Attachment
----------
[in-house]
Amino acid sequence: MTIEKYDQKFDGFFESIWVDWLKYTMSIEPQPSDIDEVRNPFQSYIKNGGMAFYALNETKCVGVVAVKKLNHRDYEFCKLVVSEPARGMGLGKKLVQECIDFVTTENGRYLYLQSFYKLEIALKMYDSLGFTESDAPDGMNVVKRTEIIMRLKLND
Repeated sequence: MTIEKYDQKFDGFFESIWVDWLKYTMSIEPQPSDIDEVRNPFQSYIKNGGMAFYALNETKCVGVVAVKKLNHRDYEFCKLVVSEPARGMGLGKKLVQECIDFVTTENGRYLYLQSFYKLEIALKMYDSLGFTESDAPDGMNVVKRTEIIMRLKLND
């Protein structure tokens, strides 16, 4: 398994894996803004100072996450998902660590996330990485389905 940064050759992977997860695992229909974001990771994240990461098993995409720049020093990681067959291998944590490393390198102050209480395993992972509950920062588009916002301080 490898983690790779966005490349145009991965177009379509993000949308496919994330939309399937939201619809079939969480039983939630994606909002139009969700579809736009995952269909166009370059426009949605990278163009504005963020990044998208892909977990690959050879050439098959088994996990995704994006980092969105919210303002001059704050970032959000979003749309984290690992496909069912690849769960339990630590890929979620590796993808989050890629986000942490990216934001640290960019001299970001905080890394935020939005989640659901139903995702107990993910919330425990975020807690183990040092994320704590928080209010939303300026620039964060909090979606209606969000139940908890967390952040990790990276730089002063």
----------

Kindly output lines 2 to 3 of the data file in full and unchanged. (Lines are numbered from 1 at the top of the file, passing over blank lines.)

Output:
Amino acid sequence: MTIEKYDQKFDGFFESIWVDWLKYTMSIEPQPSDIDEVRNPFQSYIKNGGMAFYALNETKCVGVVAVKKLNHRDYEFCKLVVSEPARGMGLGKKLVQECIDFVTTENGRYLYLQSFYKLEIALKMYDSLGFTESDAPDGMNVVKRTEIIMRLKLND
Repeated sequence: MTIEKYDQKFDGFFESIWVDWLKYTMSIEPQPSDIDEVRNPFQSYIKNGGMAFYALNETKCVGVVAVKKLNHRDYEFCKLVVSEPARGMGLGKKLVQECIDFVTTENGRYLYLQSFYKLEIALKMYDSLGFTESDAPDGMNVVKRTEIIMRLKLND